Sunday, July 24, 2016

An Oddly Rare Postcard of Davis’ Larry Blake’s Restaurant/Rathskeller (258)

Virtually all Davis history postcards have been identified and collected by the half a dozen or so people who work at that arcane hobby/obsession. Indeed, a good part of the interest in collecting such cards resides in the rarity of new finds.

As one of those hobby/obsessives, I was therefore jolted when I came onto the card reproduced here, which I had never seen before. It is an apparently 1960s image of Davis’ Larry Blake’s.

The view in the front side of the card, Image 1, seems to be from First Street looking northwest, with the equipment and truck rental firm there at the time visible across F Street on the left.

The reverse side, Image 2, features the two curious assertions that the place is only “one minute off the freeway” and that there is “community singing every night.”

The first assertion makes sense if one knows that Larry Blake’s was, in that era, a famous and iconic place on Berkeley’s Telegraph Avenue just a few steps from Sather Gate. So, freeway travelers could feel this was a place in Davis they could trust.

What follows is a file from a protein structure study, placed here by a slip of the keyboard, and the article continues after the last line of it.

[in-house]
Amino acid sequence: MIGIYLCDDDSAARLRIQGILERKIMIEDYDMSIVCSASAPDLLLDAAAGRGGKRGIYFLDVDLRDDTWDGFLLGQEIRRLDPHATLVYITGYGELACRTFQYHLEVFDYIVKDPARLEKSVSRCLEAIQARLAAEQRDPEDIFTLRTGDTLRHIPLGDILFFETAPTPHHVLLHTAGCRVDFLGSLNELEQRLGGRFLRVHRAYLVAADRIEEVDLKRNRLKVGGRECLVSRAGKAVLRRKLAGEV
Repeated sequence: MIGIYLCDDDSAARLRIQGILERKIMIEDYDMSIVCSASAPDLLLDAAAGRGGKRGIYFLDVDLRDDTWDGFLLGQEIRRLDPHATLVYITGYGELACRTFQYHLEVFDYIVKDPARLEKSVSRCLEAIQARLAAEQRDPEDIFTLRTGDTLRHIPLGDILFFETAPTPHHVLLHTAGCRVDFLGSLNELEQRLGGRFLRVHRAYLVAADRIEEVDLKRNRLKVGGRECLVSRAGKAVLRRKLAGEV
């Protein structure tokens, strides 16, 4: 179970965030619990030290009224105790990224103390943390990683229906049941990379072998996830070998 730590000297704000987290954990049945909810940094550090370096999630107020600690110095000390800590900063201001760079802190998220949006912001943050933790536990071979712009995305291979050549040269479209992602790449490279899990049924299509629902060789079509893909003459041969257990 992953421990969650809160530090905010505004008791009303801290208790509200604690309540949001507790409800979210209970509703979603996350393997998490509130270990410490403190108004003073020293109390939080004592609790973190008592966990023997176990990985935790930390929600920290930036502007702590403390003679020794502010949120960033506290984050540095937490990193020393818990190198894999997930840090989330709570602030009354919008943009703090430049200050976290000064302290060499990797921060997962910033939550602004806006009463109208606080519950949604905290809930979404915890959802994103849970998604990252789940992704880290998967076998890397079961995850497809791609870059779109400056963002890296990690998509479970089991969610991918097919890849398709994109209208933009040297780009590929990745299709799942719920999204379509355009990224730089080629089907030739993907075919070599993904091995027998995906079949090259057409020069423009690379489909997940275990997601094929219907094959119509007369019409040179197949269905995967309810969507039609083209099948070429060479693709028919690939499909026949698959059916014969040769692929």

I do not know the reference of the phrase “community singing every night.” I welcome reports on what this meant about what happened in the evenings at Larry Blake’s restaurant, rathskeller, or both.

I arrived in Davis in 1970 and I recall eating and drinking there both upstairs and downstairs, although I must confess my memoires of both locales are hazy. Among the few images of the place that have stuck in my brain is a some three by three foot cartoon/drawing on a wall in the Rathskeller showing a male with his arm up the rear area of a cow and an expression of pleasure on the face of the cow. As a newcomer to Davis, I took this to be an expression of indigenous, undergraduate “Aggie Spirit.”

As I have written elsewhere, this restaurant and its successor in the same building, Brewster House, were for a time premier Davis eating-places. While both aspired to modestly upscale food, the fare and atmosphere were about the same as the college “hang out” namesake in Berkeley.

For context, I also provide a circa 1985 view of the building when it was a closed down Brewster House (Image 3) that was subsequently demolished.